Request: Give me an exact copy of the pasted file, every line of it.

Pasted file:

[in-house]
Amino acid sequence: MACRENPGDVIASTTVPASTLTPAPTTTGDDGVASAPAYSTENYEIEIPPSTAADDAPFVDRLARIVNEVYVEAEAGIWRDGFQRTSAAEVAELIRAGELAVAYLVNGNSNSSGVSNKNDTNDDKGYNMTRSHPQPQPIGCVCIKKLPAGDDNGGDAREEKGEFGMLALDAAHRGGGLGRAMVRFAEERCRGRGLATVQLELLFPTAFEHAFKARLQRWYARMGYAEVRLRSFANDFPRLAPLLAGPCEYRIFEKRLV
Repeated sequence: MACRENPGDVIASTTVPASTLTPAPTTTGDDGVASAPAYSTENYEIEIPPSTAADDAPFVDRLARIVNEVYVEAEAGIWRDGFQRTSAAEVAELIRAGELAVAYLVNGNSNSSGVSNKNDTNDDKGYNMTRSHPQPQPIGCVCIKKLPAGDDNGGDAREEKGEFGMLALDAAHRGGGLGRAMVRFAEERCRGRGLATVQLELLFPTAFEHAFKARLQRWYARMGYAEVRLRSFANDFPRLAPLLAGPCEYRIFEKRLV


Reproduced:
[in-house]
Amino acid sequence: MACRENPGDVIASTTVPASTLTPAPTTTGDDGVASAPAYSTENYEIEIPPSTAADDAPFVDRLARIVNEVYVEAEAGIWRDGFQRTSAAEVAELIRAGELAVAYLVNGNSNSSGVSNKNDTNDDKGYNMTRSHPQPQPIGCVCIKKLPAGDDNGGDAREEKGEFGMLALDAAHRGGGLGRAMVRFAEERCRGRGLATVQLELLFPTAFEHAFKARLQRWYARMGYAEVRLRSFANDFPRLAPLLAGPCEYRIFEKRLV
Repeated sequence: MACRENPGDVIASTTVPASTLTPAPTTTGDDGVASAPAYSTENYEIEIPPSTAADDAPFVDRLARIVNEVYVEAEAGIWRDGFQRTSAAEVAELIRAGELAVAYLVNGNSNSSGVSNKNDTNDDKGYNMTRSHPQPQPIGCVCIKKLPAGDDNGGDAREEKGEFGMLALDAAHRGGGLGRAMVRFAEERCRGRGLATVQLELLFPTAFEHAFKARLQRWYARMGYAEVRLRSFANDFPRLAPLLAGPCEYRIFEKRLV